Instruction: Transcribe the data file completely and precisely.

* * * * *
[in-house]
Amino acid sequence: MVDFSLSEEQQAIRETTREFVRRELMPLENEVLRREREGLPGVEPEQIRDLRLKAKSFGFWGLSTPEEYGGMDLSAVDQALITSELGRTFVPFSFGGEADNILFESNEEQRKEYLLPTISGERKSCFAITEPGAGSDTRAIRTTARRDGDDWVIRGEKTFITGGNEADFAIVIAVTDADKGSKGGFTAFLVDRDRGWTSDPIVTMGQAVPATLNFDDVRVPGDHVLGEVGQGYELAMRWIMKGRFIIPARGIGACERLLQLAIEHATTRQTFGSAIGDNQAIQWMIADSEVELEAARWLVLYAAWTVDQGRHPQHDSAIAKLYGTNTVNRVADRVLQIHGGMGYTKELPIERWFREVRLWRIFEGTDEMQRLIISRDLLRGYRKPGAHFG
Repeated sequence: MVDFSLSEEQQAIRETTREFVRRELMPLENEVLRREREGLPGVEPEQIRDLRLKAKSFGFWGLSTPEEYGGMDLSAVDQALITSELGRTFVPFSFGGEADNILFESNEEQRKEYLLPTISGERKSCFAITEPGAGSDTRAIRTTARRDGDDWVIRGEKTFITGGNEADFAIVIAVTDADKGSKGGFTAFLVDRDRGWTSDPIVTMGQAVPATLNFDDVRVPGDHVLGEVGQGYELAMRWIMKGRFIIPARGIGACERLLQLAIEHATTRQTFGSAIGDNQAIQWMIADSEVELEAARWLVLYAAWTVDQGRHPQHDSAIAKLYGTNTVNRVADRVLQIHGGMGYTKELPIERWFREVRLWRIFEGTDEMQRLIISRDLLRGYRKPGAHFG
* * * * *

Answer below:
[in-house]
Amino acid sequence: MVDFSLSEEQQAIRETTREFVRRELMPLENEVLRREREGLPGVEPEQIRDLRLKAKSFGFWGLSTPEEYGGMDLSAVDQALITSELGRTFVPFSFGGEADNILFESNEEQRKEYLLPTISGERKSCFAITEPGAGSDTRAIRTTARRDGDDWVIRGEKTFITGGNEADFAIVIAVTDADKGSKGGFTAFLVDRDRGWTSDPIVTMGQAVPATLNFDDVRVPGDHVLGEVGQGYELAMRWIMKGRFIIPARGIGACERLLQLAIEHATTRQTFGSAIGDNQAIQWMIADSEVELEAARWLVLYAAWTVDQGRHPQHDSAIAKLYGTNTVNRVADRVLQIHGGMGYTKELPIERWFREVRLWRIFEGTDEMQRLIISRDLLRGYRKPGAHFG
Repeated sequence: MVDFSLSEEQQAIRETTREFVRRELMPLENEVLRREREGLPGVEPEQIRDLRLKAKSFGFWGLSTPEEYGGMDLSAVDQALITSELGRTFVPFSFGGEADNILFESNEEQRKEYLLPTISGERKSCFAITEPGAGSDTRAIRTTARRDGDDWVIRGEKTFITGGNEADFAIVIAVTDADKGSKGGFTAFLVDRDRGWTSDPIVTMGQAVPATLNFDDVRVPGDHVLGEVGQGYELAMRWIMKGRFIIPARGIGACERLLQLAIEHATTRQTFGSAIGDNQAIQWMIADSEVELEAARWLVLYAAWTVDQGRHPQHDSAIAKLYGTNTVNRVADRVLQIHGGMGYTKELPIERWFREVRLWRIFEGTDEMQRLIISRDLLRGYRKPGAHFG